December 26, 2007
Jaroslav G. Vostal, MD, PhD
Laboratory of Cellular Hematology
Division of Hematology
Office of Blood Research and Review
1401 Rockville Pike, Suite 200N
Rockville, MD 20852-1448
Dear Dr. Vostal,
I am writing on behalf of the AABB Bacterial Contamination Standard Task Force. We urge FDA to modify its current regulatory approach and thereby facilitate the availability of point-of-release assays (e.g. Verax PCD and other such assays) for pre-transfusion quality control testing of platelets derived from whole blood near the time of issue for transfusion.
It is the opinion of the Task Force that the agency’s intention to require a manufacturer to pursue approval as an adjunct to culture-based quality control testing is inappropriate. As we understand the current situation, the FDA is willing to consider clearance of a device for stand alone use only after demonstration of substantial equivalence to culture-based testing. We think this is more extensive than should be needed for a de novo quality control claim. This approach is burdensome and will delay the availability of what we believe is an important improvement in blood safety.
The apparent reason for this path to approval is FDA’s determination that a culture-based test, as is used on apheresis platelets, is the predicate device for an application for a point-of-release bacterial detection assay for pooled platelets. We disagree vigorously with this position. In a practical sense, the predicate device for the PGD test is the approach that is actually being used in hospital transfusion services. This is primarily measurement of pH or glucose with urine dipsticks, pH meters or other devices that were never cleared for this indication and have been shown to be insufficiently sensitive to allow detection of bacteria in many cases. In addition, these test methods are nonspecific and result in the discard of many safe units of a product often in short supply. With use of the current “predicate device”, there are two different levels of safety for transfused patients based on whether they receive apheresis platelets (safer) or pooled platelets from whole blood (less safe). This situation should not be acceptable as it endangers patient welfare. It will be corrected when tests like PGD, that are sufficiently sensitive and used near the time of issue at the point-of-release, are cleared by FDA.
We understand that there is an approved system allowing pooling and storage of whole blood derived platelet concentrates that allows use of culture-based testing early during storage. This system is not in wide use due largely to the requisite training, validation, implementation and quality control aspects of its adoption, especially in centers currently using bags from other manufacturers. Individual platelet concentrates are not cultured early in storage because the sample volume required would compromise the therapeutic benefit of the product and because the number of cultures required would overwhelm facilities and resources available in any reasonable scenario. Therefore, a culture-based system can not be considered a predicate device for the vast majority of whole blood derived platelets transfused in the real world.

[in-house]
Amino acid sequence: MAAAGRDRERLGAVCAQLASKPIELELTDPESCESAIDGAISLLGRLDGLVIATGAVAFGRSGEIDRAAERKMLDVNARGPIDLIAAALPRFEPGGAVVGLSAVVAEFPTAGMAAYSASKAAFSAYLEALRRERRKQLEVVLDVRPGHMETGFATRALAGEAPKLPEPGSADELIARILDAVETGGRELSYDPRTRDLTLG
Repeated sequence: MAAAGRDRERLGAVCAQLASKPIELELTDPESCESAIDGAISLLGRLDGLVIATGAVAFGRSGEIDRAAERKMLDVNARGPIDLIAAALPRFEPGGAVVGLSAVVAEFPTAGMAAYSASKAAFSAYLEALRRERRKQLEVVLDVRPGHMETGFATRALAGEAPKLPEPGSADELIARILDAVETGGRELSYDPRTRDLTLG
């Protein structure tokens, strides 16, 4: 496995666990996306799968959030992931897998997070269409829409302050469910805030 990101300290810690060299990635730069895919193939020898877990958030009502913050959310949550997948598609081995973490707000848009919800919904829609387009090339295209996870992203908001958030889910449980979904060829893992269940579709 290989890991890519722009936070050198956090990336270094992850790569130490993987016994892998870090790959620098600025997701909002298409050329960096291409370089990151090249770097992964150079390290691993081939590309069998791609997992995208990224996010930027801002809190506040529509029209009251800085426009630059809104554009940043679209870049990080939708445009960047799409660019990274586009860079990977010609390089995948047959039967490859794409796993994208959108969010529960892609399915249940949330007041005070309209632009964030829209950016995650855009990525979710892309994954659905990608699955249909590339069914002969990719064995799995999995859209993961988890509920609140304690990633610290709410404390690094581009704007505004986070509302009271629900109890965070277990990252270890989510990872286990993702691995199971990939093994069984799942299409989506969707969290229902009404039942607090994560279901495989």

The Task Force believes that the simple demonstration of acceptable sensitivity at an agreed upon threshold with the Verax device (or another point-of-release assay), when used as intended near the time of platelet issue in the hospital transfusion service, should be sufficient for approval as a quality control assay. Spiking data should be adequate for these studies. Post-marketing surveillance can be used to assess the specificity of positive results on a point-of-release assay, and to provide data about septic reactions associated with their use.
An alternative approach for the blood community is prohibition of the use of glucose and pH measurement, leaving the blood community only with the off-label use of the Verax (or subsequent point-of-release assays) to meet AABB Standard 220.127.116.11. This does not harmonize with FDA’s publicly stated commitment to evidence-based regulation nor will it stimulate the blood community to do the appropriate studies that AABB agrees are ideal for validating these tests prior to their widespread use. However, we believe that off-label use can be rationalized and will be adopted if the regulatory burden delays approval of a point-of-release test with analytical sensitivity three to four orders of magnitude better than currently used surrogate testing methods.
Therefore, we urge the FDA to adopt a different regulatory approach that will lead to an improvement in the safety of platelet transfusions in the United States.
Louis M. Katz, MD
Chair, AABB Bacterial Contamination Standard Task Force
CC: Jonathan C. Goldsmith, MD
Jay S. Epstein, MD
Jesse L. Goodman, MD